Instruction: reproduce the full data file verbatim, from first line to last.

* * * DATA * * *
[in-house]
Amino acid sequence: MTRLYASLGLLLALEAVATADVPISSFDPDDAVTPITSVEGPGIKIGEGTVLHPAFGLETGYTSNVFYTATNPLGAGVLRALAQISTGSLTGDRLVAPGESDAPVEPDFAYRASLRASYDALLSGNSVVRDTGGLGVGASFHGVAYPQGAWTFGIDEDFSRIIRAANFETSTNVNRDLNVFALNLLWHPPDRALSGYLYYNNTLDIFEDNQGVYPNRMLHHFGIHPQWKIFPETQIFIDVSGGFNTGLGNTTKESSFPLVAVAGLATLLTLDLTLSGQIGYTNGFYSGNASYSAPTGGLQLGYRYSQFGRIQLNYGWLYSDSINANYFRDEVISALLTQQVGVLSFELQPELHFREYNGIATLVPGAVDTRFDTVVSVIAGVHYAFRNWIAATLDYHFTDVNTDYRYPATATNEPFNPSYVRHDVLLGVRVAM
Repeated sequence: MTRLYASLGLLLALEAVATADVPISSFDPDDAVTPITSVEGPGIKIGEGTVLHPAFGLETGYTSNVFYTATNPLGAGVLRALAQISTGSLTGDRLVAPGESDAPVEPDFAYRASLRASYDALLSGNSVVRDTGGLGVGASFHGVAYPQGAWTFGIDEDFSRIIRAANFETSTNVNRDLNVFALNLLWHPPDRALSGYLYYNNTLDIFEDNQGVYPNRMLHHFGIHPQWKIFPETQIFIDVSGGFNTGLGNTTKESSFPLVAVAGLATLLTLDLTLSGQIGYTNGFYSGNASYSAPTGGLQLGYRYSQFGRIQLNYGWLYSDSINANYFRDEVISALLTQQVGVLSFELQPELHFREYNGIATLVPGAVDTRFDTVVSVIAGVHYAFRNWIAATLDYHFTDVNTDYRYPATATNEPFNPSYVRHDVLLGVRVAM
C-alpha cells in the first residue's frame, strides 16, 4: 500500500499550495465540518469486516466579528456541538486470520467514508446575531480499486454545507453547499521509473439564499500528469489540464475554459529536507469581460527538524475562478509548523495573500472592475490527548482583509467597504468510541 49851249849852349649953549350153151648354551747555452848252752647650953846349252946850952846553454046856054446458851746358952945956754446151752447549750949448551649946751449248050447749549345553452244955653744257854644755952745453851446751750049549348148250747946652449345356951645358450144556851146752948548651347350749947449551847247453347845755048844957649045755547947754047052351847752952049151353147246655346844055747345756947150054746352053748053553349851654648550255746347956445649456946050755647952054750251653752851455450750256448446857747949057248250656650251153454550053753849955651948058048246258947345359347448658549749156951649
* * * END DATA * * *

[in-house]
Amino acid sequence: MTRLYASLGLLLALEAVATADVPISSFDPDDAVTPITSVEGPGIKIGEGTVLHPAFGLETGYTSNVFYTATNPLGAGVLRALAQISTGSLTGDRLVAPGESDAPVEPDFAYRASLRASYDALLSGNSVVRDTGGLGVGASFHGVAYPQGAWTFGIDEDFSRIIRAANFETSTNVNRDLNVFALNLLWHPPDRALSGYLYYNNTLDIFEDNQGVYPNRMLHHFGIHPQWKIFPETQIFIDVSGGFNTGLGNTTKESSFPLVAVAGLATLLTLDLTLSGQIGYTNGFYSGNASYSAPTGGLQLGYRYSQFGRIQLNYGWLYSDSINANYFRDEVISALLTQQVGVLSFELQPELHFREYNGIATLVPGAVDTRFDTVVSVIAGVHYAFRNWIAATLDYHFTDVNTDYRYPATATNEPFNPSYVRHDVLLGVRVAM
Repeated sequence: MTRLYASLGLLLALEAVATADVPISSFDPDDAVTPITSVEGPGIKIGEGTVLHPAFGLETGYTSNVFYTATNPLGAGVLRALAQISTGSLTGDRLVAPGESDAPVEPDFAYRASLRASYDALLSGNSVVRDTGGLGVGASFHGVAYPQGAWTFGIDEDFSRIIRAANFETSTNVNRDLNVFALNLLWHPPDRALSGYLYYNNTLDIFEDNQGVYPNRMLHHFGIHPQWKIFPETQIFIDVSGGFNTGLGNTTKESSFPLVAVAGLATLLTLDLTLSGQIGYTNGFYSGNASYSAPTGGLQLGYRYSQFGRIQLNYGWLYSDSINANYFRDEVISALLTQQVGVLSFELQPELHFREYNGIATLVPGAVDTRFDTVVSVIAGVHYAFRNWIAATLDYHFTDVNTDYRYPATATNEPFNPSYVRHDVLLGVRVAM
C-alpha cells in the first residue's frame, strides 16, 4: 500500500499550495465540518469486516466579528456541538486470520467514508446575531480499486454545507453547499521509473439564499500528469489540464475554459529536507469581460527538524475562478509548523495573500472592475490527548482583509467597504468510541 49851249849852349649953549350153151648354551747555452848252752647650953846349252946850952846553454046856054446458851746358952945956754446151752447549750949448551649946751449248050447749549345553452244955653744257854644755952745453851446751750049549348148250747946652449345356951645358450144556851146752948548651347350749947449551847247453347845755048844957649045755547947754047052351847752952049151353147246655346844055747345756947150054746352053748053553349851654648550255746347956445649456946050755647952054750251653752851455450750256448446857747949057248250656650251153454550053753849955651948058048246258947345359347448658549749156951649